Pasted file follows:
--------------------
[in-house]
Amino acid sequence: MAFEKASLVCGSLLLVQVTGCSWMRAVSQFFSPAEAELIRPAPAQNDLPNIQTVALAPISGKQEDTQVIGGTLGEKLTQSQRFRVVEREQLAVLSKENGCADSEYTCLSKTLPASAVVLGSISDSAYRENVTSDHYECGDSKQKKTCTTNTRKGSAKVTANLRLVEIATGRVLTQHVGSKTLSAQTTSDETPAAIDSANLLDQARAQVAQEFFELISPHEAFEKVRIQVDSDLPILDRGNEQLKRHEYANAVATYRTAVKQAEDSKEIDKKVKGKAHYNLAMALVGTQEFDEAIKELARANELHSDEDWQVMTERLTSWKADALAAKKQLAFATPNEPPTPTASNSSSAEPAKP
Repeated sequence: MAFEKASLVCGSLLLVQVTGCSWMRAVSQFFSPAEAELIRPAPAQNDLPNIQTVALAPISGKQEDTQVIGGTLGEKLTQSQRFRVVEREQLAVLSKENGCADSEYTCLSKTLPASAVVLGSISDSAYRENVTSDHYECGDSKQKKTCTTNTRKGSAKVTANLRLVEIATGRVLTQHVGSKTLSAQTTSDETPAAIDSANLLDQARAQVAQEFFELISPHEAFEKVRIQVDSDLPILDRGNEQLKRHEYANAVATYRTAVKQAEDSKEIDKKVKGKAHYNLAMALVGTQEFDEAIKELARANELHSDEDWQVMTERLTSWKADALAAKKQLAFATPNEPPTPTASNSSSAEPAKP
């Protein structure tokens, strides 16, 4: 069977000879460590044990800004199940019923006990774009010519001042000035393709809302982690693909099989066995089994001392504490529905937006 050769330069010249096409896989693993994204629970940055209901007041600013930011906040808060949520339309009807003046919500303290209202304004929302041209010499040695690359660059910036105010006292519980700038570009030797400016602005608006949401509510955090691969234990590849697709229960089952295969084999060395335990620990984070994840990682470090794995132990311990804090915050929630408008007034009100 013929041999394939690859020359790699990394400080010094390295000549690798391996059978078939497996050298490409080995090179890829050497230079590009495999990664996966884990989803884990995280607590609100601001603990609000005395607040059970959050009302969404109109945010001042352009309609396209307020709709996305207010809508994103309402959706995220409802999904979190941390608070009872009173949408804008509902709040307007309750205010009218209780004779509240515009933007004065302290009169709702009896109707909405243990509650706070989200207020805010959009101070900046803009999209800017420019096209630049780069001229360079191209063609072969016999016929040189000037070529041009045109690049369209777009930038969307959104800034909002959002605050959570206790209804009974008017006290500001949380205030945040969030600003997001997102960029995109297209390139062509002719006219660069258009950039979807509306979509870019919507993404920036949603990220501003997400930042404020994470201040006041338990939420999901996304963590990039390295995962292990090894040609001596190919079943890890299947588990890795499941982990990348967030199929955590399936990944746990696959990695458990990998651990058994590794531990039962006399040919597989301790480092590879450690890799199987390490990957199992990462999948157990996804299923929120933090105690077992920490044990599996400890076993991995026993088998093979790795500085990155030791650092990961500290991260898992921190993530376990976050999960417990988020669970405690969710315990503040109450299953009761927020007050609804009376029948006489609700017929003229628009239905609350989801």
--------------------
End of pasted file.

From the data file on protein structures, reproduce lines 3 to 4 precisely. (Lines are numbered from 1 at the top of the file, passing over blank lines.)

Repeated sequence: MAFEKASLVCGSLLLVQVTGCSWMRAVSQFFSPAEAELIRPAPAQNDLPNIQTVALAPISGKQEDTQVIGGTLGEKLTQSQRFRVVEREQLAVLSKENGCADSEYTCLSKTLPASAVVLGSISDSAYRENVTSDHYECGDSKQKKTCTTNTRKGSAKVTANLRLVEIATGRVLTQHVGSKTLSAQTTSDETPAAIDSANLLDQARAQVAQEFFELISPHEAFEKVRIQVDSDLPILDRGNEQLKRHEYANAVATYRTAVKQAEDSKEIDKKVKGKAHYNLAMALVGTQEFDEAIKELARANELHSDEDWQVMTERLTSWKADALAAKKQLAFATPNEPPTPTASNSSSAEPAKP
């Protein structure tokens, strides 16, 4: 069977000879460590044990800004199940019923006990774009010519001042000035393709809302982690693909099989066995089994001392504490529905937006 050769330069010249096409896989693993994204629970940055209901007041600013930011906040808060949520339309009807003046919500303290209202304004929302041209010499040695690359660059910036105010006292519980700038570009030797400016602005608006949401509510955090691969234990590849697709229960089952295969084999060395335990620990984070994840990682470090794995132990311990804090915050929630408008007034009100 013929041999394939690859020359790699990394400080010094390295000549690798391996059978078939497996050298490409080995090179890829050497230079590009495999990664996966884990989803884990995280607590609100601001603990609000005395607040059970959050009302969404109109945010001042352009309609396209307020709709996305207010809508994103309402959706995220409802999904979190941390608070009872009173949408804008509902709040307007309750205010009218209780004779509240515009933007004065302290009169709702009896109707909405243990509650706070989200207020805010959009101070900046803009999209800017420019096209630049780069001229360079191209063609072969016999016929040189000037070529041009045109690049369209777009930038969307959104800034909002959002605050959570206790209804009974008017006290500001949380205030945040969030600003997001997102960029995109297209390139062509002719006219660069258009950039979807509306979509870019919507993404920036949603990220501003997400930042404020994470201040006041338990939420999901996304963590990039390295995962292990090894040609001596190919079943890890299947588990890795499941982990990348967030199929955590399936990944746990696959990695458990990998651990058994590794531990039962006399040919597989301790480092590879450690890799199987390490990957199992990462999948157990996804299923929120933090105690077992920490044990599996400890076993991995026993088998093979790795500085990155030791650092990961500290991260898992921190993530376990976050999960417990988020669970405690969710315990503040109450299953009761927020007050609804009376029948006489609700017929003229628009239905609350989801």